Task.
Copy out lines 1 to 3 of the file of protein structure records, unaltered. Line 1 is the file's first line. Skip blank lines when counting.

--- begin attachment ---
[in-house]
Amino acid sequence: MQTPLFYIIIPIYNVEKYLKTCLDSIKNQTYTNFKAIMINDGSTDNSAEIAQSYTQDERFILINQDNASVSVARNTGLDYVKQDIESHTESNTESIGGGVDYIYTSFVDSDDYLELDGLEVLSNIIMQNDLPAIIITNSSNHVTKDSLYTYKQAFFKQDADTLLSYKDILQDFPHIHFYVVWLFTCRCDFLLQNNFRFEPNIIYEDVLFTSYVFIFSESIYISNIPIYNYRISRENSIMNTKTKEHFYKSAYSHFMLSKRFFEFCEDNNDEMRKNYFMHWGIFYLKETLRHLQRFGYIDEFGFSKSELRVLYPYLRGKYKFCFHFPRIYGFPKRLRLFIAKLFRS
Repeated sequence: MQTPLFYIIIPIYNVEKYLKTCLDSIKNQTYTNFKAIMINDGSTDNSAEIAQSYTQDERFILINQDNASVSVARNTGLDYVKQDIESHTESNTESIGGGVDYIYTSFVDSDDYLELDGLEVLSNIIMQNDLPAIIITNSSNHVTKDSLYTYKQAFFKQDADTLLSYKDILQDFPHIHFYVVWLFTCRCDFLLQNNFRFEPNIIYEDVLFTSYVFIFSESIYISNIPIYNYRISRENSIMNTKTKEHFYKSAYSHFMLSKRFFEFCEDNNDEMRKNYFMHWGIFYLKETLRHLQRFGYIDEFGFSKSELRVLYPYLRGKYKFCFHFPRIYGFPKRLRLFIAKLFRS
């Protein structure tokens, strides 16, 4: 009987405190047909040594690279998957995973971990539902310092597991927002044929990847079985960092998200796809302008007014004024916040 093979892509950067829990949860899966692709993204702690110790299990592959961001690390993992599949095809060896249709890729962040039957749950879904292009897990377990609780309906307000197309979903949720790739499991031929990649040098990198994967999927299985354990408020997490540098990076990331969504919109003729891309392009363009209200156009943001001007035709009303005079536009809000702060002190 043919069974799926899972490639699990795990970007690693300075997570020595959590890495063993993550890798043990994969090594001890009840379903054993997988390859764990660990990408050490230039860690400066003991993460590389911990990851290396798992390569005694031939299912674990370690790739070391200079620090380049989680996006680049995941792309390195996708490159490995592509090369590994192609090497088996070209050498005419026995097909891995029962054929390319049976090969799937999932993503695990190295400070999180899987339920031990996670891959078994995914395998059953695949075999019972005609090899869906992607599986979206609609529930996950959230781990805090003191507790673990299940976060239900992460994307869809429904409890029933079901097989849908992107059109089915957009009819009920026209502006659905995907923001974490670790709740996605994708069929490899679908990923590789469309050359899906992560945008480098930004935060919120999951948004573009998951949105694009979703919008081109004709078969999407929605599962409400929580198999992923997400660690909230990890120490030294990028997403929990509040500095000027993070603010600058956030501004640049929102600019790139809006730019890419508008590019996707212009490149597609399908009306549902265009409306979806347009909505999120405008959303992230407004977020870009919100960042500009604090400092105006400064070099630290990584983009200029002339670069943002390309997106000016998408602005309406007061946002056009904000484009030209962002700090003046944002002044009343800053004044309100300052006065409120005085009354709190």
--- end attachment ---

[in-house]
Amino acid sequence: MQTPLFYIIIPIYNVEKYLKTCLDSIKNQTYTNFKAIMINDGSTDNSAEIAQSYTQDERFILINQDNASVSVARNTGLDYVKQDIESHTESNTESIGGGVDYIYTSFVDSDDYLELDGLEVLSNIIMQNDLPAIIITNSSNHVTKDSLYTYKQAFFKQDADTLLSYKDILQDFPHIHFYVVWLFTCRCDFLLQNNFRFEPNIIYEDVLFTSYVFIFSESIYISNIPIYNYRISRENSIMNTKTKEHFYKSAYSHFMLSKRFFEFCEDNNDEMRKNYFMHWGIFYLKETLRHLQRFGYIDEFGFSKSELRVLYPYLRGKYKFCFHFPRIYGFPKRLRLFIAKLFRS
Repeated sequence: MQTPLFYIIIPIYNVEKYLKTCLDSIKNQTYTNFKAIMINDGSTDNSAEIAQSYTQDERFILINQDNASVSVARNTGLDYVKQDIESHTESNTESIGGGVDYIYTSFVDSDDYLELDGLEVLSNIIMQNDLPAIIITNSSNHVTKDSLYTYKQAFFKQDADTLLSYKDILQDFPHIHFYVVWLFTCRCDFLLQNNFRFEPNIIYEDVLFTSYVFIFSESIYISNIPIYNYRISRENSIMNTKTKEHFYKSAYSHFMLSKRFFEFCEDNNDEMRKNYFMHWGIFYLKETLRHLQRFGYIDEFGFSKSELRVLYPYLRGKYKFCFHFPRIYGFPKRLRLFIAKLFRS